Pupils across England will be offered access to laptops and online classes, the government has announced, as part of a raft of measures to ensure children have access to education as the nationwide lockdown drags into a second school term.
The Oak National Academy, an online learning tool due to be launched on Monday, has been created by 40 teachers across the country to provide 180 classes for children from reception age to year 10 across a range of subjects including maths, arts and languages.
Meanwhile, the government is set to provide computers and 4G routers to disadvantaged children across the country – with the Department for Education prioritising care leavers, those who have an assigned social worker and disadvantaged year 10 pupils due to sit their GCSEs next year.
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It comes after the government announced it would extend the social distancing measures imposed on the country until mid-May at the earliest – just days before pupils across the country were due to return from their Easter half term.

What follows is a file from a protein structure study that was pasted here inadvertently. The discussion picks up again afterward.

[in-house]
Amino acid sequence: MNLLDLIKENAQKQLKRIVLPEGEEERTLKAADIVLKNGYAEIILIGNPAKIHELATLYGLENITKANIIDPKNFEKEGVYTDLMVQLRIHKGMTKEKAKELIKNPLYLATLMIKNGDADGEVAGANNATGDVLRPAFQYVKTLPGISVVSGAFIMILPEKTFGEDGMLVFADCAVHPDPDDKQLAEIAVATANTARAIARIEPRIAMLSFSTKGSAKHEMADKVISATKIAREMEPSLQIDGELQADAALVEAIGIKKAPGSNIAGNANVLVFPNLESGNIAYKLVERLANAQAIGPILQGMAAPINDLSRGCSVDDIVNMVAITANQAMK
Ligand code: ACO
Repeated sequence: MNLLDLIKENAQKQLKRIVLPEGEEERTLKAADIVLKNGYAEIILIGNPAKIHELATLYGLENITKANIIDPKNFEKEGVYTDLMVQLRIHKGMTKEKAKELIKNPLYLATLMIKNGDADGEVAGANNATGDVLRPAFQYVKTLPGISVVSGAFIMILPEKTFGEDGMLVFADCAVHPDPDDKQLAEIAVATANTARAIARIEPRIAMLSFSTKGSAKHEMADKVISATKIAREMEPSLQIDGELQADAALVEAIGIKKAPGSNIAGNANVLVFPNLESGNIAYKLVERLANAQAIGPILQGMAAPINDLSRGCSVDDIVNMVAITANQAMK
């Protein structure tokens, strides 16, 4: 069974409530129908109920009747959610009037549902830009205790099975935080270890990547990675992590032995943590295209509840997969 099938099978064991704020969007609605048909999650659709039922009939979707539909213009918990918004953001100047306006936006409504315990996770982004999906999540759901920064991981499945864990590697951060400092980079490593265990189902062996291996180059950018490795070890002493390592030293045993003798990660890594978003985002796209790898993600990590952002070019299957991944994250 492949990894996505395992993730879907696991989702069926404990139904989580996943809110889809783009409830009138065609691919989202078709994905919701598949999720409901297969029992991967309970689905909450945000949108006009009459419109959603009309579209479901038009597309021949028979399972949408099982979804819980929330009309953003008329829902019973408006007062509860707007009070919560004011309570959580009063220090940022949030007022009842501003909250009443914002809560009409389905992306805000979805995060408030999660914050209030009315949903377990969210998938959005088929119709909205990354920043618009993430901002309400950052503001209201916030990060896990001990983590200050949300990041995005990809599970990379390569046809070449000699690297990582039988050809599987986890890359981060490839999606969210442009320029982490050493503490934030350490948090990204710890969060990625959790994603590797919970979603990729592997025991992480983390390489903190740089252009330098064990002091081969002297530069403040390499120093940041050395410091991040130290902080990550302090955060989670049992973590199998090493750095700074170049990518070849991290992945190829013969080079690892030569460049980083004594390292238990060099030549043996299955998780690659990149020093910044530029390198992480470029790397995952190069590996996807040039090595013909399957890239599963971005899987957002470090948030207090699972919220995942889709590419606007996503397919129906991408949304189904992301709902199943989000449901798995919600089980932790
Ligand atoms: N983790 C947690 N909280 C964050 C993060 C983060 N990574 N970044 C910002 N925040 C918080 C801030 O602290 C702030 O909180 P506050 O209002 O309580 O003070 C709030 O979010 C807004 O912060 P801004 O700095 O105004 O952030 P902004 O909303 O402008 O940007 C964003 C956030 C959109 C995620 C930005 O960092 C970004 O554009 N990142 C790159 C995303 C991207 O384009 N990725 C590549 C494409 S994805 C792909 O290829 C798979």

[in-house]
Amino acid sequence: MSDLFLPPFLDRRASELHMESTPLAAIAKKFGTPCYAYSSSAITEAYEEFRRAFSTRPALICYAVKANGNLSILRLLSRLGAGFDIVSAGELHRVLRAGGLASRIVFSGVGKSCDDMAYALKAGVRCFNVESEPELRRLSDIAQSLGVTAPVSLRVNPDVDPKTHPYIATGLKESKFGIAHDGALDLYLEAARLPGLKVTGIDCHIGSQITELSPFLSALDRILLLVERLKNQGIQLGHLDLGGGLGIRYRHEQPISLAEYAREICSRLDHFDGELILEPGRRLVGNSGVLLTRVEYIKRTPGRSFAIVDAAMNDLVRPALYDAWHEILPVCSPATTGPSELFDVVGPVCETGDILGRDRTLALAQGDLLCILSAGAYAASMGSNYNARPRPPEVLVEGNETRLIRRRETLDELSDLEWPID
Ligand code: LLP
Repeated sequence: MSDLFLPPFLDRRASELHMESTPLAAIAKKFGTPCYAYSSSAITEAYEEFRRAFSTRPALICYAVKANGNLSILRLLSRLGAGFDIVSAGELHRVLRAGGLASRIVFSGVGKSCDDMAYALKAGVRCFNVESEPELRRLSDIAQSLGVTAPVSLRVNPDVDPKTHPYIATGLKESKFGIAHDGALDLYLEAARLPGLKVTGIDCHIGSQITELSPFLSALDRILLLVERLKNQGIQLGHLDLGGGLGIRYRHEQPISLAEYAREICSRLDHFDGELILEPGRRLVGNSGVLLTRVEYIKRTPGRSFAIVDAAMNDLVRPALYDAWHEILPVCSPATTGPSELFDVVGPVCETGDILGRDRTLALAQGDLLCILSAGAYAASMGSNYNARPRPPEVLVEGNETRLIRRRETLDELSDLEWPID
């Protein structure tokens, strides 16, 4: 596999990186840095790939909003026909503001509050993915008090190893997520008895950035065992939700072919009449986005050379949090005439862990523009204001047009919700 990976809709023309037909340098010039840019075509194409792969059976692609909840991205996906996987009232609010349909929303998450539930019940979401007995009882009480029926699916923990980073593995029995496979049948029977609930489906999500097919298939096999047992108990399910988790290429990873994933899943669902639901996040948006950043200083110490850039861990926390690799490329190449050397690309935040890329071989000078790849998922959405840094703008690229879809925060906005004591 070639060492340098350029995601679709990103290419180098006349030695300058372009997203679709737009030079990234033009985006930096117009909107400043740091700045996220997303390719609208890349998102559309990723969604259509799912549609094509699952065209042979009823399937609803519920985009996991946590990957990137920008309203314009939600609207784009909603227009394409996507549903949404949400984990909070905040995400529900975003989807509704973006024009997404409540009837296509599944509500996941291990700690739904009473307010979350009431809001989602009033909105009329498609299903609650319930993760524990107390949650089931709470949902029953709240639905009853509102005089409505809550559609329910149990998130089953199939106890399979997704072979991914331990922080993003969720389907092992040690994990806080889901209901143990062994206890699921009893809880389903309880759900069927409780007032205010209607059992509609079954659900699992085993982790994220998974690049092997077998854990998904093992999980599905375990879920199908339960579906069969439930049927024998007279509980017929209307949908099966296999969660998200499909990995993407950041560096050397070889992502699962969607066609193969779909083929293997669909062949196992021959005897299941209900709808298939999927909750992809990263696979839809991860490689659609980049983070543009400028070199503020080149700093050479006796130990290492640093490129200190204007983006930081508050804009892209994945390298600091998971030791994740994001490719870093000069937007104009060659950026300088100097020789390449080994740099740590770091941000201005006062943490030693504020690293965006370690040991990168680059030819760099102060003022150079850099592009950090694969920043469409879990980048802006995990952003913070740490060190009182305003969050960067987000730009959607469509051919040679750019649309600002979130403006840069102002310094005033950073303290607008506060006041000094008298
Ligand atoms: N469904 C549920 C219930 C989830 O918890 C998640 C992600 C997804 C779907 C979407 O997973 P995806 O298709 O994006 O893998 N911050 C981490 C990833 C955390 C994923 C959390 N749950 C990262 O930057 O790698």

Education secretary Gavin Williamson said: “Schools will remain closed until the scientific advice changes, which is why we need to support the incredible work teachers are already doing to ensure children continue to receive the education they deserve and need.
“By providing young people with these laptops and tablets and enabling schools to access high quality support, we will enable all children to continue learning now and in the years to come. We hope this support will take some of the pressure off both parents and schools by providing more materials for them to use.”
The move follows on from other nations, such as South Korea, where the state has offered resources to support distanced learning to ensure a generation does not fall behind in its studies due to the impact of the coronavirus pandemic.
In turn the UK’s major telecoms providers are expected to make access to educational resources free for the public by exempting users from data charges.
Alongside funding for online resources, the government announced a £1.6m package of support for the NSPCC to expand its helpline for adults concerned over safeguarding issues both online and in the home.
Peter Wanless, chief executive of the NSPCC, said: “Unfortunately home is not always the safest place for a child to be. With schools closed and teachers and social workers’ access to vulnerable children more limited, the onus is on all of us to recognise signs of abuse and neglect.
“The NSPCC helpline is a crucial cog in the child protection system and this funding will enable us to increase awareness of our team of experts across the country and to expand their capability to provide a safe and confidential space for adults concerned about children during the coronavirus crisis.”
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